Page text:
"I'm surprised more people don't ask us that," Lenahan says. She always explains her legal background and interests when talking to prospective clients, and it's not an issue for most.
"We don't say specifically on our site that we're married, but it's the first thing we tell people, that's it's me and Kate, no paralegal, and we do all the work ourselves," Brophy says. "I've had a client say they like having advocates who are not LGBT. To affect change you need people of the group trying to change the laws, and allies who are outside. It's great to be allies."
A quick look at the immigration paperwork involved made it clear to the foreign national and to me that, though legally possible, we couldn't handle the complexity of the green card application ourselves. We definitely needed legal help.
After hiring their firm, Lenahan alerted us to an issue in our application -- our honeymoon outside the United States. It's inadvisable to apply within 60 days of re-entering the country, so we delayed our application for a couple of months. We encountered another hiccup when USCIS asked for more information about my income -- USCIS apparently read my supplied information incorrectly. I'm convinced that a letter from their firm resolved the matter much faster than anything we could have done alone.
"If you're not a lawyer, there may be issues in your case you're not aware of," she says. "Would you have known you shouldn't apply right after coming back into the country? I talk to people who think their cases are totally easy, but I'm like, 'Whoa, you need an attorney.' "
Immigration officers have had training in how to handle same-sex applications, and our attorneys haven't seen a difference in the rate of approval between gay and straight couples. Still, gay and lesbian couple applications are often very different.
"The thing that's most challenging is submitting documentary evidence of a relationship to officers who have been used to adjudicating opposite sex couples, where for most cases they're completely known to friends and family and employers and they've been building evidence of the relationship," Brophy says. That evidence can include photographs together, having met each other's families, sharing employer-based health insurance, or both names appearing on a lease.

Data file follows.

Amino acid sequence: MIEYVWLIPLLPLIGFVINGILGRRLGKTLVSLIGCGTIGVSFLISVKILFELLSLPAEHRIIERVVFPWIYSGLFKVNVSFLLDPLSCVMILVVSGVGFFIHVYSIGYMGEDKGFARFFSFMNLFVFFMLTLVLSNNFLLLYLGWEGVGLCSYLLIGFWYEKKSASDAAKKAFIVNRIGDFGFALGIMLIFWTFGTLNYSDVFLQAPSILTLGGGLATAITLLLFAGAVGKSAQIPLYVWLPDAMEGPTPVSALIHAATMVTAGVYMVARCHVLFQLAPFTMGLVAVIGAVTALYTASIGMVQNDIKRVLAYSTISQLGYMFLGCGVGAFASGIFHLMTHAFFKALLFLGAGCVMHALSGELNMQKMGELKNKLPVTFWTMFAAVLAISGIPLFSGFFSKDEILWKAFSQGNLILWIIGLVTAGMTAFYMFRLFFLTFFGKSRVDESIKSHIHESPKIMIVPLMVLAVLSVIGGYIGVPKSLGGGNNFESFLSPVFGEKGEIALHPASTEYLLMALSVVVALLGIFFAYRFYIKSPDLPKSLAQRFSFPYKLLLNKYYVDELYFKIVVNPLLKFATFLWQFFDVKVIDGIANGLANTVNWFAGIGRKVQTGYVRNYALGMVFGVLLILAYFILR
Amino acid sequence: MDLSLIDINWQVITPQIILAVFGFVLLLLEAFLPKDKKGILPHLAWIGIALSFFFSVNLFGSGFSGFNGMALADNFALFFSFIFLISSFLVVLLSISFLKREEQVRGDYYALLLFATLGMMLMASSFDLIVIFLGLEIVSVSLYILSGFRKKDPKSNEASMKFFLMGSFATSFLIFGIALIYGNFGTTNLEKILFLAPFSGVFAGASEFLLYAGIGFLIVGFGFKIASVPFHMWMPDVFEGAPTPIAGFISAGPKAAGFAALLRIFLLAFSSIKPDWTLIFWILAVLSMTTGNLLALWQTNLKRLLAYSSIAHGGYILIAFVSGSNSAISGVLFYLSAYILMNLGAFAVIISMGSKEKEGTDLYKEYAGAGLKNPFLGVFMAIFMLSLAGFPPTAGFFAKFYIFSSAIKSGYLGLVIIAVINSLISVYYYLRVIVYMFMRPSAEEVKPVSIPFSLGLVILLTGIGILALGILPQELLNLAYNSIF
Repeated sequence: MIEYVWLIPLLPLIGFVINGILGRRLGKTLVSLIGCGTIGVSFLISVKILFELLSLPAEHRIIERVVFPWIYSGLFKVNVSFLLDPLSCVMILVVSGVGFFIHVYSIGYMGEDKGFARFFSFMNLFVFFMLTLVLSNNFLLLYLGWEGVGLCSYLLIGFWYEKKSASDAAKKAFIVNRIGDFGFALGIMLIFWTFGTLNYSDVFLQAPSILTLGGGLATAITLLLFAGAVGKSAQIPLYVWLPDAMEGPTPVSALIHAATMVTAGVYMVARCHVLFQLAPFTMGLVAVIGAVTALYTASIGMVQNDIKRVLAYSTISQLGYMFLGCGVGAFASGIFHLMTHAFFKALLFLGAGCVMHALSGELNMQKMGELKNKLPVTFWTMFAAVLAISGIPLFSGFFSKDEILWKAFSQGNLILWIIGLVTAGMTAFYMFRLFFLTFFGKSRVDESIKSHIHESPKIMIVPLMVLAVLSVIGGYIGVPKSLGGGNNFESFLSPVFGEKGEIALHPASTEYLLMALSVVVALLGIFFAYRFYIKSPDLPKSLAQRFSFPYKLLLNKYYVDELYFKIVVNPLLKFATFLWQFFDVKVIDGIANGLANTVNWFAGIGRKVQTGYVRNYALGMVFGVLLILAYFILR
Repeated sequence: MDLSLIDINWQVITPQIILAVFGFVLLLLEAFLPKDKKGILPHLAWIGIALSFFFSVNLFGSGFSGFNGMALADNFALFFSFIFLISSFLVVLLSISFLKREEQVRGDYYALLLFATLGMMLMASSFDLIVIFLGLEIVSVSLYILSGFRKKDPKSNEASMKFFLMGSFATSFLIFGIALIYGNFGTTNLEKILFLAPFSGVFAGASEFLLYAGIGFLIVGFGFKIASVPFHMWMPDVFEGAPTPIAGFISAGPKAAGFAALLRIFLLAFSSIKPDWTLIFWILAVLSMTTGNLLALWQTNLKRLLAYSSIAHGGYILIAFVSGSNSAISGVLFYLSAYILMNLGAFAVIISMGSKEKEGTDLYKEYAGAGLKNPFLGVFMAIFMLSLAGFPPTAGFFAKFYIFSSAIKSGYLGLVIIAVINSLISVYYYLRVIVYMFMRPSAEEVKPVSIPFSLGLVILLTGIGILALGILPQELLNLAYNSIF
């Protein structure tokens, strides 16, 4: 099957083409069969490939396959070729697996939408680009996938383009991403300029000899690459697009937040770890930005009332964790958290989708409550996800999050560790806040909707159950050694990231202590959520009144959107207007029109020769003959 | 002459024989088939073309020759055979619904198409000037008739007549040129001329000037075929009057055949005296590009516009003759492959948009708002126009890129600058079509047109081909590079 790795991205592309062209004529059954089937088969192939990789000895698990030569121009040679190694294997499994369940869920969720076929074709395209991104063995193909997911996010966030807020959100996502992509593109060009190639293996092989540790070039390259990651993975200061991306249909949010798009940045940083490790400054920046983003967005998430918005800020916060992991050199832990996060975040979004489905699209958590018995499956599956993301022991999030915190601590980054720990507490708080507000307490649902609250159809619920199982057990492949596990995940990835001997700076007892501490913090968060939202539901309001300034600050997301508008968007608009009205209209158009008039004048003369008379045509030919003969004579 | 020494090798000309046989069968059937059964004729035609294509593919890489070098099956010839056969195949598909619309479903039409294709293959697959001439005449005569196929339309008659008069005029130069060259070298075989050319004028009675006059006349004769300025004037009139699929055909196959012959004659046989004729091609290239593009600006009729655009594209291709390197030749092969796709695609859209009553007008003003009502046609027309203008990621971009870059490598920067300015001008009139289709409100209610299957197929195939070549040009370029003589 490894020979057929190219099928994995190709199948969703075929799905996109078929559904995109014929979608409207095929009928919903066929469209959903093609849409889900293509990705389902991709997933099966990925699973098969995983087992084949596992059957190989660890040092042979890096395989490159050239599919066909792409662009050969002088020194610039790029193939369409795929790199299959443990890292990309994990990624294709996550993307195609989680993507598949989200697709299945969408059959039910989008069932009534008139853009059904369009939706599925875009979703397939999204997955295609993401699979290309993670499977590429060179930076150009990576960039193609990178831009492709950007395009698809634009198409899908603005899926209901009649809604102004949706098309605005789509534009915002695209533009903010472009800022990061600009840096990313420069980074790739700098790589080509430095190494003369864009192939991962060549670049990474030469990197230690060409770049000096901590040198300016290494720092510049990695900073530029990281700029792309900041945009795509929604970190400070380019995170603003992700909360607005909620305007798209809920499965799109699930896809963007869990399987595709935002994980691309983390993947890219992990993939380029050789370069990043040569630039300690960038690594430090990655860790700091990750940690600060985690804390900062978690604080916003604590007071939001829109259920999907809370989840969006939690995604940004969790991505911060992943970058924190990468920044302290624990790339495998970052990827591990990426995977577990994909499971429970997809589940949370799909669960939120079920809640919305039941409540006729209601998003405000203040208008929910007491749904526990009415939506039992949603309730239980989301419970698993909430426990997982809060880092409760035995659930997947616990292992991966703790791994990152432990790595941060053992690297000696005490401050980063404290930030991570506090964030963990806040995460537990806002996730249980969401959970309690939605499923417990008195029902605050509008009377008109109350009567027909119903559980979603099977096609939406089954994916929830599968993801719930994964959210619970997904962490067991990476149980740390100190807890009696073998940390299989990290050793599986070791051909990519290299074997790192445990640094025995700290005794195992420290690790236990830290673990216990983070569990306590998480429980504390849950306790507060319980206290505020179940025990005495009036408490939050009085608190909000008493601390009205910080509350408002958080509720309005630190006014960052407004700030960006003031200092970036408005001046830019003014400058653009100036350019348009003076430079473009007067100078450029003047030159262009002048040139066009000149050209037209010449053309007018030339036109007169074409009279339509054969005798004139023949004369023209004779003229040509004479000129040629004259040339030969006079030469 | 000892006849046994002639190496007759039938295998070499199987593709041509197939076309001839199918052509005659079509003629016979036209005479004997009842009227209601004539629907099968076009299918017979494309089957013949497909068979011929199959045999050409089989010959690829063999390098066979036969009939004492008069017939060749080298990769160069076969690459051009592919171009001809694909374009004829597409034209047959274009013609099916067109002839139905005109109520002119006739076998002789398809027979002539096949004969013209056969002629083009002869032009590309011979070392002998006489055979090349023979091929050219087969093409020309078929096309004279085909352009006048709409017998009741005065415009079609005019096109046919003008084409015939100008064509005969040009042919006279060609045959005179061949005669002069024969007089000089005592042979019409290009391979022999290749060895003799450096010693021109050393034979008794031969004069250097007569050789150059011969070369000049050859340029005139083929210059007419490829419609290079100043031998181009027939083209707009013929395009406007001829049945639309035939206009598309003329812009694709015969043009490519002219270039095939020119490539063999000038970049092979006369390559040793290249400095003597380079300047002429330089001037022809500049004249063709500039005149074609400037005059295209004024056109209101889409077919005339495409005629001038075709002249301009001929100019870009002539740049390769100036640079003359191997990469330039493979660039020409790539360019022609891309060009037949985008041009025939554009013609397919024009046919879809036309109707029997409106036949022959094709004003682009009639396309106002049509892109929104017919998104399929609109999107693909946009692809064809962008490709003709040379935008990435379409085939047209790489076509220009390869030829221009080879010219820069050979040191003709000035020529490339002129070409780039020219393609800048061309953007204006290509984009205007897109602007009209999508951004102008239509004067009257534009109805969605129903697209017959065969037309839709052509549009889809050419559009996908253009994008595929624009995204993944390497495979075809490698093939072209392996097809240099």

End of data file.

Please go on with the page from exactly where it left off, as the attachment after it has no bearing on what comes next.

"There are many same-sex couples who are out to everybody, and those are the easiest to work with," Brophy says. Then there are other cases, in which evidence is less typical -- if one or both spouses isn't out to family or at work, or even cases in which a citizen has had a previous opposite-sex marriage. "People might be bisexual, or had an arranged marriage in the past, or were trying to satisfy friends or family with a marriage," Brophy says. "There are a million different reasons why that might occur," reasons that might send up the antennae of an immigration official looking for fraud.
"It would make me so angry to hear about the inequalities and injustice [facing LGBT immigrants]. What must it be like for someone who it actually affects? It's great to be involved in something that's a current civil rights matter, to play a role in it, and do something positive with it. I think that's really neat, and I'm happy we can do that," she says, without a hint of grandstanding.
"Lawyers will try to talk you out of going to law school," Lenahan says.
"My dad did," Brophy interjects.
"Mine did, too," Lenahan says. "He would say, 'You're always dealing with someone's problems.' But I don't think it's true. It's not like you had a problem," she says, referring to our immigration needs. "You just needed help with something. When you're able to help them, people are very happy, so I think it's a nice thing. I know it sounds corny, but as far as affecting change and helping people -- this is a good way to do that."